Publication Type: Conference Paper/Unpublished Manuscript
Review Method: Peer Reviewed
Abstract: Much of the human rights literature has focused on the fundamental problem of how to compel sovereign states to nationalize international rights, neglecting the converse process by which national rights are internationalized and the scope and interpretation of human rights expanded. Drawing on a case study where the latter occurred, this article explores political processes involved in compelling the state to expand traditional human rights by aligning human rights practice with progressive national rights and values. I analyze previously unstudied policy campaigns credited with compelling the adoption of Canada’s pioneering policy Guidelines for Women Refugees Fearing Gender Related Persecution in 1993, which internationalized Canada’s national ethic on violence against women and institutionalized the then nascent idea of “women’s rights as human rights”. Findings illuminate the crucial interplay between national and human rights for the development of the latter. This speaks against the increasingly held view that international rights are necessarily morally superior to and/or undermining national values and state sovereignty. Rather, the case studied reminds us of the significance of national rights and values in democratic societies as offering crucial political space for non-citizens to expand and thus access international human rights. It also illuminates the emerging importance of non-citizens in host countries as transnational actors who may negotiate both national and international rights and values, for the expansion of the latter.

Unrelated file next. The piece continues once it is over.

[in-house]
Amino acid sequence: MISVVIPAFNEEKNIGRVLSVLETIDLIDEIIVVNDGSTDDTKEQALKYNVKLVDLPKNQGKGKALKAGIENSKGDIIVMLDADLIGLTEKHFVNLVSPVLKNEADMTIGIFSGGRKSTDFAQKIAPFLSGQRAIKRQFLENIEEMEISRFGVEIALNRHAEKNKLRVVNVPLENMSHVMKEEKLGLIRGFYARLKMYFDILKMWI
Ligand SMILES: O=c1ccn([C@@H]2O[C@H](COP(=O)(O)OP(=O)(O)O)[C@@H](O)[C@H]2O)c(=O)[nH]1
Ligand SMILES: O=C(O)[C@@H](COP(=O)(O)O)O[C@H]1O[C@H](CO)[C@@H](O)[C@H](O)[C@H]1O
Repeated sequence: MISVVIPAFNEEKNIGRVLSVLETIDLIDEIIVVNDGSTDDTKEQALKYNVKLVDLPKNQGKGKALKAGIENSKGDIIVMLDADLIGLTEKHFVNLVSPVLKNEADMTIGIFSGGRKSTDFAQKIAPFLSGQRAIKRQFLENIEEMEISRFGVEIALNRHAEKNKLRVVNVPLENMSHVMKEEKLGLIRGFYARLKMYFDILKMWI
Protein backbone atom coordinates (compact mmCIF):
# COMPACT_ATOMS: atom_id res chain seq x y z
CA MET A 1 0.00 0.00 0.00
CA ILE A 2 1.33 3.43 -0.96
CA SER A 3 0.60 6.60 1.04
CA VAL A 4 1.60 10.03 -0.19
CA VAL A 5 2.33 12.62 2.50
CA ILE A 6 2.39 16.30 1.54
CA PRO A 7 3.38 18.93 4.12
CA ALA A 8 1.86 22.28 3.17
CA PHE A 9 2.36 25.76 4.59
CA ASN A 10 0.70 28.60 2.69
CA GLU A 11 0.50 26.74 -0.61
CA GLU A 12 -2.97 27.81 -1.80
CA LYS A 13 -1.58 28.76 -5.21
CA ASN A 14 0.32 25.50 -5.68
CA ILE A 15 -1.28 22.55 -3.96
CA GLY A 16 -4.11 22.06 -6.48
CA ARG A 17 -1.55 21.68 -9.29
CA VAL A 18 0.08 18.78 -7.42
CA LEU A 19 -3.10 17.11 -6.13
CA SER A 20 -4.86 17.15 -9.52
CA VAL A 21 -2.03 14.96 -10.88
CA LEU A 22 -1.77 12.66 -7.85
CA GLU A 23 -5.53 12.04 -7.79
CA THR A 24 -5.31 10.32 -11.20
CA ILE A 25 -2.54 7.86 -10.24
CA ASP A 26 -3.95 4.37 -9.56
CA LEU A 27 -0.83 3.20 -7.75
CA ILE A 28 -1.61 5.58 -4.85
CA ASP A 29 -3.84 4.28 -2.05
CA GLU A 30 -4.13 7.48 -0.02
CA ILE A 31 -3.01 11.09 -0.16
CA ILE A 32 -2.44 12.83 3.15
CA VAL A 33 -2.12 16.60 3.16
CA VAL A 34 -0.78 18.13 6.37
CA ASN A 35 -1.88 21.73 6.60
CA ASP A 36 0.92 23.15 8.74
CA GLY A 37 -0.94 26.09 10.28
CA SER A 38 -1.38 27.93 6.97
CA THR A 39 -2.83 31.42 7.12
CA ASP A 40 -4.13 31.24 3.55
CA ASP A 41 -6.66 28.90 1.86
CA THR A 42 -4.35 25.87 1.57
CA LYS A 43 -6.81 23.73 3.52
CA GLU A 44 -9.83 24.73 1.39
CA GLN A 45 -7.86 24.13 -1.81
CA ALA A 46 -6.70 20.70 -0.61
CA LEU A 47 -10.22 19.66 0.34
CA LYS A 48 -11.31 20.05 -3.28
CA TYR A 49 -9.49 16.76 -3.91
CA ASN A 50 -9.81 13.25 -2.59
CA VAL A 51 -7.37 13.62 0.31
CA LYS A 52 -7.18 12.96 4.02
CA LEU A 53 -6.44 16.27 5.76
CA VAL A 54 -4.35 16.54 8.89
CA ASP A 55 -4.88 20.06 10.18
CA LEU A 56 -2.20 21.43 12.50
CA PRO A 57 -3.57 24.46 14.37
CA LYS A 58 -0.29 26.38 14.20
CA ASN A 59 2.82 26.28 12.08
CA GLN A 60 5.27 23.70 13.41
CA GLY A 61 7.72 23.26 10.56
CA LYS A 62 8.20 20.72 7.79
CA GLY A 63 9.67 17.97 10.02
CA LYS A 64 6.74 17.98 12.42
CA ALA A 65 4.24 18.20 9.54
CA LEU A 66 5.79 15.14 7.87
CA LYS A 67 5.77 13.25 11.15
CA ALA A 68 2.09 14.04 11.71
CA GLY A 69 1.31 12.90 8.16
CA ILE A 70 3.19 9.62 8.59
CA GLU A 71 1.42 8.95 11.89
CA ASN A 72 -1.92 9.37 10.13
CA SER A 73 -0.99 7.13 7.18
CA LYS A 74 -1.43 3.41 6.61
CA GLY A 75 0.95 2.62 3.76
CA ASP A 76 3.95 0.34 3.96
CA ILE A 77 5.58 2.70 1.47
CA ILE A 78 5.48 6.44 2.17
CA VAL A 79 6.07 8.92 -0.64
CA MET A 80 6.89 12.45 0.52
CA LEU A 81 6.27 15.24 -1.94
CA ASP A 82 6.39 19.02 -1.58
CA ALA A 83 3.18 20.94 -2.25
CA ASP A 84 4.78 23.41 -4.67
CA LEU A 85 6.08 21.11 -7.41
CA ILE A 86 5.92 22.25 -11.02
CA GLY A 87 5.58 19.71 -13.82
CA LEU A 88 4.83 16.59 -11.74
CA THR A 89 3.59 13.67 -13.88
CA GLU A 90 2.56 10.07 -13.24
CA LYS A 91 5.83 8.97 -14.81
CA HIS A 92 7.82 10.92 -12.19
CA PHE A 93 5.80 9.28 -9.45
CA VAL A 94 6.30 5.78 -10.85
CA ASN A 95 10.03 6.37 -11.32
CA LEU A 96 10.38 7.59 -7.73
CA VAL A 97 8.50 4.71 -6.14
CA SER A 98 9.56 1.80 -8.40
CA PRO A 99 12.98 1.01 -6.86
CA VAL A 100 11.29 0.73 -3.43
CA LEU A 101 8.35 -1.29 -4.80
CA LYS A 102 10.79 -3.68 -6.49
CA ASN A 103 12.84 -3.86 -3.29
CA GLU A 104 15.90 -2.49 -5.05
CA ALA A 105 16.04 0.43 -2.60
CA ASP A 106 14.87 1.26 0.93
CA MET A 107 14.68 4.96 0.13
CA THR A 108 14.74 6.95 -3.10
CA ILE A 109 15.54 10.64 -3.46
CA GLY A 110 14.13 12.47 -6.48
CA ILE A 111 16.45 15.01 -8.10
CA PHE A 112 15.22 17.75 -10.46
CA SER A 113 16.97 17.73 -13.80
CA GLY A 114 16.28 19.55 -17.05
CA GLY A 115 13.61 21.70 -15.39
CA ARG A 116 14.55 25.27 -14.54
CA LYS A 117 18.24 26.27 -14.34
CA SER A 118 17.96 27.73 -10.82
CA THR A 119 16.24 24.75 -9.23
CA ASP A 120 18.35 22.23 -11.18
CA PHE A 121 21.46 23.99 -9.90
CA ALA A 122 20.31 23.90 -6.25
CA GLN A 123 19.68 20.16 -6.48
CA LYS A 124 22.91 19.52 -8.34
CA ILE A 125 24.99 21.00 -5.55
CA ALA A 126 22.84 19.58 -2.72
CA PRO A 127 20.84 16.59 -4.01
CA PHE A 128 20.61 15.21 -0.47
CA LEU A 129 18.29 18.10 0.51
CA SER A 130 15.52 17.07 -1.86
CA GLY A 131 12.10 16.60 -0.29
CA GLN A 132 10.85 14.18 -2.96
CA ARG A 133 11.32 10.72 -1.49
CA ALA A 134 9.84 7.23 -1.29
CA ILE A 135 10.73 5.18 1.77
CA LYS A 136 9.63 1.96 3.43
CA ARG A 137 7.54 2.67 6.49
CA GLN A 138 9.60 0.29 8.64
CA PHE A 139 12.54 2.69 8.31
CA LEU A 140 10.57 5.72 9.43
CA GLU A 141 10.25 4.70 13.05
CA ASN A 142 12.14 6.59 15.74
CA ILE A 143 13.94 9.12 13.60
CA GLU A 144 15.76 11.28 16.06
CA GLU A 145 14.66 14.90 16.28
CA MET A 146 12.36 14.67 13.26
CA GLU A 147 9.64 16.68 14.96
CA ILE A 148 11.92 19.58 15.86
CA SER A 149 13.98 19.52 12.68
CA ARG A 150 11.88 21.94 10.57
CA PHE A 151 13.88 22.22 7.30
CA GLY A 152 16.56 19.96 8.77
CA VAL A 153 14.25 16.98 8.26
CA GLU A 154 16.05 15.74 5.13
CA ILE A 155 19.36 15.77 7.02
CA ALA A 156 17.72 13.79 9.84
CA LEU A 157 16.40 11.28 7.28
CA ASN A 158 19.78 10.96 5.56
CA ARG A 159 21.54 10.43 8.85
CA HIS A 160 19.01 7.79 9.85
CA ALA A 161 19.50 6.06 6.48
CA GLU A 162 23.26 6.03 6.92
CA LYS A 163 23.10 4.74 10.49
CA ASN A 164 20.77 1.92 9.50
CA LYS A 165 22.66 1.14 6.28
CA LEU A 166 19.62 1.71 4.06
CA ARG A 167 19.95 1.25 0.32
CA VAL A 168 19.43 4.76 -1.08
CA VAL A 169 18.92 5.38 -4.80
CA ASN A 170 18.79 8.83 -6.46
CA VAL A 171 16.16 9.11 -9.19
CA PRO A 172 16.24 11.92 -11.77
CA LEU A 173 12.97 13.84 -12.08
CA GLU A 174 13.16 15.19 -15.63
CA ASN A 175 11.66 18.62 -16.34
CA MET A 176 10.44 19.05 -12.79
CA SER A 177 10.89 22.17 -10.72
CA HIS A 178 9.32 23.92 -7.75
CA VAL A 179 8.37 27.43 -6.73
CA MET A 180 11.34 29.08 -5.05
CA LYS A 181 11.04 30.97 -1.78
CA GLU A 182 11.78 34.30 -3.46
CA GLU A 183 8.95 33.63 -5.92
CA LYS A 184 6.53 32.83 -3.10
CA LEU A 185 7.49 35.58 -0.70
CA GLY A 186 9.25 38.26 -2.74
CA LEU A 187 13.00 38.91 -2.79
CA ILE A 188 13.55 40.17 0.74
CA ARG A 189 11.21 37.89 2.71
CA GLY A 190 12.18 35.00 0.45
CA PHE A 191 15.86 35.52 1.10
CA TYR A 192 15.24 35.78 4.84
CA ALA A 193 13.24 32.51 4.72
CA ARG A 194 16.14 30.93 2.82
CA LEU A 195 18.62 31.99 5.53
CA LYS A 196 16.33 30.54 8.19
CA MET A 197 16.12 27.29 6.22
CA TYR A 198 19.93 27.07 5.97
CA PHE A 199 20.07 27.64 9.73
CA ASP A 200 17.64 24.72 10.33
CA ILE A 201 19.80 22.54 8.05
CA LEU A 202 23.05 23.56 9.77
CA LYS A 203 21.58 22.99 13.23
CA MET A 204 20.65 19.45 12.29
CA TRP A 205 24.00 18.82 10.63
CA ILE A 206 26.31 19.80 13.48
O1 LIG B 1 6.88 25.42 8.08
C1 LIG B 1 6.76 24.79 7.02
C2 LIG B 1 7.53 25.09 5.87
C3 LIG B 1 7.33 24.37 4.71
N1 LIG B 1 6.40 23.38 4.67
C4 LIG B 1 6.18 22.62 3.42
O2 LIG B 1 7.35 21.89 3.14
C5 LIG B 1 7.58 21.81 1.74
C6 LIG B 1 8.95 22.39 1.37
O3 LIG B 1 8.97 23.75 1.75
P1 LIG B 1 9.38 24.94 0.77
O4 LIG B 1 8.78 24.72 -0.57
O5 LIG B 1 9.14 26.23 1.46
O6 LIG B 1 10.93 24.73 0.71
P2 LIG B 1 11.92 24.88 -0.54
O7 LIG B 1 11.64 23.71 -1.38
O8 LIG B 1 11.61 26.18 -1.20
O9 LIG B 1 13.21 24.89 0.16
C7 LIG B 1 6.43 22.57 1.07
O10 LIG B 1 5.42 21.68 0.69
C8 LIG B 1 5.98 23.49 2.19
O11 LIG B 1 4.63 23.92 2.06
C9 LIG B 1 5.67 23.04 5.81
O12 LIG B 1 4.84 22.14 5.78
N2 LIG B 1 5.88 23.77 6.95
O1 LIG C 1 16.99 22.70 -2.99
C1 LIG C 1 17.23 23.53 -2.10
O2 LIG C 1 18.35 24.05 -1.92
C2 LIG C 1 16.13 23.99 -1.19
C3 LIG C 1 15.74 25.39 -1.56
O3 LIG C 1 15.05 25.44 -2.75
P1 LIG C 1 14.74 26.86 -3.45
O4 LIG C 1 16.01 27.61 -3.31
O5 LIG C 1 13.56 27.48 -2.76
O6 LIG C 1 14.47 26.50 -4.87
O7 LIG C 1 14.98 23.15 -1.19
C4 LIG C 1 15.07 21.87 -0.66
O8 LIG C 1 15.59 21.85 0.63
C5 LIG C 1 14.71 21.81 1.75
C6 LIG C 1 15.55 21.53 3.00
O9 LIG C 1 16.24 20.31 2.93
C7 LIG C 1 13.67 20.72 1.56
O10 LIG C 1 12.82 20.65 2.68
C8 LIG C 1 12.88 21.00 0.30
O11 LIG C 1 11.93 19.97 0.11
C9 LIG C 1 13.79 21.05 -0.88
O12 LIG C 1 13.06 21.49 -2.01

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Document Type: application/pdf
Page count: 33
Word count: 16849
Text sample:
Expanding Women’s Human Rights: The Role Of National Rights And Trans-national Actors In Developing Inter-State Responsibility for Gender-Persecution Dr. Lisa Alfredson Graduate School of Public and International Affairs University of Pittsburgh LSA@PITT.EDU Prepared for delivery at the 2005 Annual Meeting of the American Political Science Association September 1-4 2005. Alfredson 1 Introduction The question of how international human rights are made viable is a fundamental one which has long plagued human rights academics and activists giving rise to much
problems of sponsorship since the late 1980s. 13 Other important events included international reports in 1992 of mass rape as a strategy of ethnic cleansing in the former Yugoslavia. Domestically Canada was shifting its focus; peak activism ushered in less than a month after NAFTA was signed and the Charlottetown Accord was rejected leaving Canadians free from years of debate on national unity and international trade. 14 Women’s shelters other front-line service organizations and NAC were less convinced about